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July 17, 2012
Posted at 7:58 am
 

A Few Thoughts on Dialogue and stuff

Okay, so I'm letting Dee's story simmer on a back burner and while I do I'm reading other people's efforts.

And I apologize in advance if someone out there recognizes this and takes offense, but this is the kind of stuff that'll make me drop a story before I've read more than a page, and I see a LOT of it on SOL. Out of kindness I don't even score stories like this.

What's wrong with this dialogue?

"I think you deserve a break. You have all been working non-stop since the first truck arrived. It's not going to rain tonight. Whatever remains out here can be moved inside in the morning."

"Yes, we are all very tired. I never realized how much work is involved in moving residences."

Do people really talk like that? Tell the truth -- "moving residences"? They're not "moving residences." They're moving themselves into a new residence, and what else would they be moving into but a residence? That last word is worse than superfluous.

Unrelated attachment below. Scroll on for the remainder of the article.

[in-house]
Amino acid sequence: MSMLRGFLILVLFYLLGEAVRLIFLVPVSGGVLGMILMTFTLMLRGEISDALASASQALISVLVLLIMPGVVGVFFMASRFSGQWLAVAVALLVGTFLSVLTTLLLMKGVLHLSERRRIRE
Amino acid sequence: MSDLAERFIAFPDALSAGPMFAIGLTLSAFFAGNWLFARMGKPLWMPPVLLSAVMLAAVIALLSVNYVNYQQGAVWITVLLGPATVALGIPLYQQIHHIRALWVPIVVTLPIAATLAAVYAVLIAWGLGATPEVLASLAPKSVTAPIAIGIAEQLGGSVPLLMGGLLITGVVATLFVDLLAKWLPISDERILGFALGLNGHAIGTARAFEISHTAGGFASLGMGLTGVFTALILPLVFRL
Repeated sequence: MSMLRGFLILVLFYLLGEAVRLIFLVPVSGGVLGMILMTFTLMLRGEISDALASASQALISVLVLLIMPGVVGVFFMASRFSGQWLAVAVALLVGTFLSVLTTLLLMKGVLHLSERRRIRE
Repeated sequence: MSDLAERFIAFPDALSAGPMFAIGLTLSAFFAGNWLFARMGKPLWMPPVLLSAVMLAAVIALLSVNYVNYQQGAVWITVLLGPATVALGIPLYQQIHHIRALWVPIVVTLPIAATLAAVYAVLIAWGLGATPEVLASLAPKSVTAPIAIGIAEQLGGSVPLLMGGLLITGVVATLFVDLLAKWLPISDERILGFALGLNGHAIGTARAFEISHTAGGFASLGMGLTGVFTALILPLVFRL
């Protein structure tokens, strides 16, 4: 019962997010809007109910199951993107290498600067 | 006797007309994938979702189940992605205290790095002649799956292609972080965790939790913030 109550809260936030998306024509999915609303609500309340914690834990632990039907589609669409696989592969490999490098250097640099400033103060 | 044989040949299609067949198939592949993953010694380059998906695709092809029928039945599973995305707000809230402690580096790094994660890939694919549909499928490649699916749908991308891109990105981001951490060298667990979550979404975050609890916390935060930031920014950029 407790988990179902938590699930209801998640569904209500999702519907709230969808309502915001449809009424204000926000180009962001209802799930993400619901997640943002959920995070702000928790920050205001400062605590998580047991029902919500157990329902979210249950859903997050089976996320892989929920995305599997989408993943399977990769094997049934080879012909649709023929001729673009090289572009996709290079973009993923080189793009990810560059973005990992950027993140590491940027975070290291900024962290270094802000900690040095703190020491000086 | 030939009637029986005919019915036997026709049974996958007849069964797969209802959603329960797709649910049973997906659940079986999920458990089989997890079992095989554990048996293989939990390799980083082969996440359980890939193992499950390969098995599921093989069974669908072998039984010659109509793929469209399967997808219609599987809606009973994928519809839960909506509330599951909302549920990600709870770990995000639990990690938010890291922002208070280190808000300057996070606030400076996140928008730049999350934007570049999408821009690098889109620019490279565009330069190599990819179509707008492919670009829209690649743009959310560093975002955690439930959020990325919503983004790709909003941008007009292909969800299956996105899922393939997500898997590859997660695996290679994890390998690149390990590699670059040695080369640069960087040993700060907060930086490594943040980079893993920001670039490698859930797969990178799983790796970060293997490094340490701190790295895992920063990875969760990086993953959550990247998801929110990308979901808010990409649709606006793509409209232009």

Now honestly, how's this instead?

"You deserve a break. You've been working non-stop since the first truck arrived. It's not going to rain, what's left can be moved in in the morning. I'll help."

"Yes, we're exhausted. I never realized how much work it is to move."

Isn't that better, more realistic, and doesn't it make him seem like a nice guy as well?

And how about this exposition?

I sat with them for some time, answering their questions about the area and about the schools as best I could, considering I had not had any children in the schools. John is fifteen; his sister born just ten months later, just turned fourteen last week. They are both very excited about entering high school in the fall. They were very nearly equally excited about their mother's new job with one of the newest employers in town. "New house, new job, new town--finally it's starting to come together," John said, almost reluctantly but obviously quite thankfully. I didn't pry.

There are a lot of extra words that add nothing and actually suck the life out of the writing. Try to hear the dialogue, think the exposition. While all of this may be grammatically correct, it is dull, dull, dull.

Also, exposition itself tends to be a drag. A few words of crisp dialogue can illuminate the same thing much more brightly.

"I've got a new job," Mrs. Larson said, "and the kids are both excited about starting a new school."

Think about it.

And won't you all be glad when I get back to work on Dee instead of picking on someone else here?